Edited market analyst Kayla Marci noted that despite fewer new product arrivals in stores—and a predicted drop in apparel spend across the board—new items for school-age children have sold through well online since the beginning of May. In fact, this year’s sales outpaced those from the same period in 2019 by 36 percent, “indicating there is still consumer demand for newness in this category,” she said.
However, Marci said, retailers are discounting a higher proportion of products this time around, likely in an effort to liquidate spring inventory. The absence of Amazon’s Prime Day—which has been postponed from its usual date in July—could be driving the increase of sell-outs, she said. Without having to compete with the marketplace’s massive sale, children’s apparel brands have the full floor to hawk their wares.
Subscription services are taking pains to remind harried parents about their convenient, socially distanced and time-saving services.
“Parents have their hands full now more than ever,” said Ezra Dabah, CEO of kidpik, a children’s subscription clothing program. “We’re happy to make life easier by bringing the store to their home and creating a safe and effortless way to shop.
“Kidpik lets you try on outfits from the comfort of your living room and only pay for what you keep. No more challenges trying to find the right outfits, colors and style with trips to the store or endless hours spent shopping for clothes online,” Dabah added. “You tell us a bit about what your child needs and loves to wear and we’ll coordinate outfits and deliver them to you risk-free.”
Children’s apparel rental platform Everlasting Wardrobe—which launched in January with 300 brands for kids ages 6 months to 12 years—has also seen increases in its monthly membership since the pandemic began.
While 2020 would seem an inauspicious moment to start a new business, co-founding CEO Joshua Luft said parent sign-ups are on a steady upward trend, and brand partners also continue to see consistent purchases from their own sites. After a recent influencer-led marketing campaign, one brand’s SKU sold out within 72 hours of posting, he said.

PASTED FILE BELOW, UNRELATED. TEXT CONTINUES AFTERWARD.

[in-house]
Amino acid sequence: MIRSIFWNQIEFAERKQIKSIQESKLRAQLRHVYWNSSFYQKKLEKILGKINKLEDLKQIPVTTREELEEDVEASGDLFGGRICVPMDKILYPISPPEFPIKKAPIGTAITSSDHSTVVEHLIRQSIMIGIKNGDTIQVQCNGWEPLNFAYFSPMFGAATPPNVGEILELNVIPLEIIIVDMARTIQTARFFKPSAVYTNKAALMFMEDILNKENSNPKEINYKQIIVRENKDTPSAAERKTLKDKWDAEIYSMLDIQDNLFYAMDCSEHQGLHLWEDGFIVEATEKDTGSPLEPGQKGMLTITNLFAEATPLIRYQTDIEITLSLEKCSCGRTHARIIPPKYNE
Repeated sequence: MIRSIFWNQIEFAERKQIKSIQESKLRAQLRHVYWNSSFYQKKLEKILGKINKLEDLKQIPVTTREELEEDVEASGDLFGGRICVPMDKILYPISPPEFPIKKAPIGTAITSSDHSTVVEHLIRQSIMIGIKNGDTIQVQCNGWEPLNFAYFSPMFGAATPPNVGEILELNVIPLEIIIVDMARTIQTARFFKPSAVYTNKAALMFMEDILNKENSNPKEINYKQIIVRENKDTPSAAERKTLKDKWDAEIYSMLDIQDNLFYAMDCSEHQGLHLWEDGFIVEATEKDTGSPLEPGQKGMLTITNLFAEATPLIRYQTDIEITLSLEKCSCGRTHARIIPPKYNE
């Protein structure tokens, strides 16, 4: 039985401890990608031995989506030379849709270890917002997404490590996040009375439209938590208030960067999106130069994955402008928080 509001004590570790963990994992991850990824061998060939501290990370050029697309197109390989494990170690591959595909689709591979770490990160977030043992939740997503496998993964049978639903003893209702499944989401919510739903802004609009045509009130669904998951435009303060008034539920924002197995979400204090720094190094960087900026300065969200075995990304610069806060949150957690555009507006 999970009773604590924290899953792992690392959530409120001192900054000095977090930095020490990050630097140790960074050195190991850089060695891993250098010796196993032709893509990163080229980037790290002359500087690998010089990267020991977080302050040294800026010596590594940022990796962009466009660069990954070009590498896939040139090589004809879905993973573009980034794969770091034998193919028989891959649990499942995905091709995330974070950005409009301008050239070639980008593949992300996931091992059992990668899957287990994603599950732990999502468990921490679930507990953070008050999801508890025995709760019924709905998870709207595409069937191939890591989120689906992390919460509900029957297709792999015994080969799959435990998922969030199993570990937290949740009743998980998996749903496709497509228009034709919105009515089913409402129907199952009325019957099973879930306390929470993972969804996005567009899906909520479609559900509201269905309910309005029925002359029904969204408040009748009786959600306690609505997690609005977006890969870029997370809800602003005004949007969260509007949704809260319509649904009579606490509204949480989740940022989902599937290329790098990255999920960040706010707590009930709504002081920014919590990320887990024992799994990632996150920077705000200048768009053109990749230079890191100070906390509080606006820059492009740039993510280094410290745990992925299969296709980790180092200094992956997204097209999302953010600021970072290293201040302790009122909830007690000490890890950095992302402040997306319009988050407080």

“Our Wardrobes are curated for the next month’s wear, so we have yet to see how an entire year of virtual school further changes their style,” he added. But a comparison of current company data with stats from the beta testing that took place this time last year reveals “an uptick in comments mentioning sweatpants, or clothes that prioritize function and comfort,” Luft said.
While the service’s recommendation engine—which takes into account regional weather patterns—would normally filter out these SKUs based on the hot temperatures across the country, many parents have asked for these items for “long days playing inside,” he added.
The biggest shift in consumer behavior has been a reduction in requests for special-occasion items, Luft said. While the company doesn’t yet order short-term, one-piece rentals (a la Rent the Runway), Everlasting Wardrobe stylists do try to accommodate asks whenever possible. But this season, those requests have dwindled.
“Members have most often left these comments for upcoming back to school, picture day, and holiday time Wardrobes,” Luft said. “Early March was the last notable amount of requests we received, and that was in preparation for Easter.”
In assessing member needs for times still spent mostly at home, Luft said, “Every family’s day runs the gamut.”
“Feedback ranges from ‘PJs all day’ to ‘It was a four-outfit day’,” he said. “There seems to be no day-to-day constant.” That’s because kids are fickle, Luft said, refusing to wear clothing for any number of reasons.
Whether they’ve grown out of something or simply don’t like how it feels, parents are constantly on the hook to deliver options their kids will find palatable. Even during these strange times, he said, having new selections every month helps.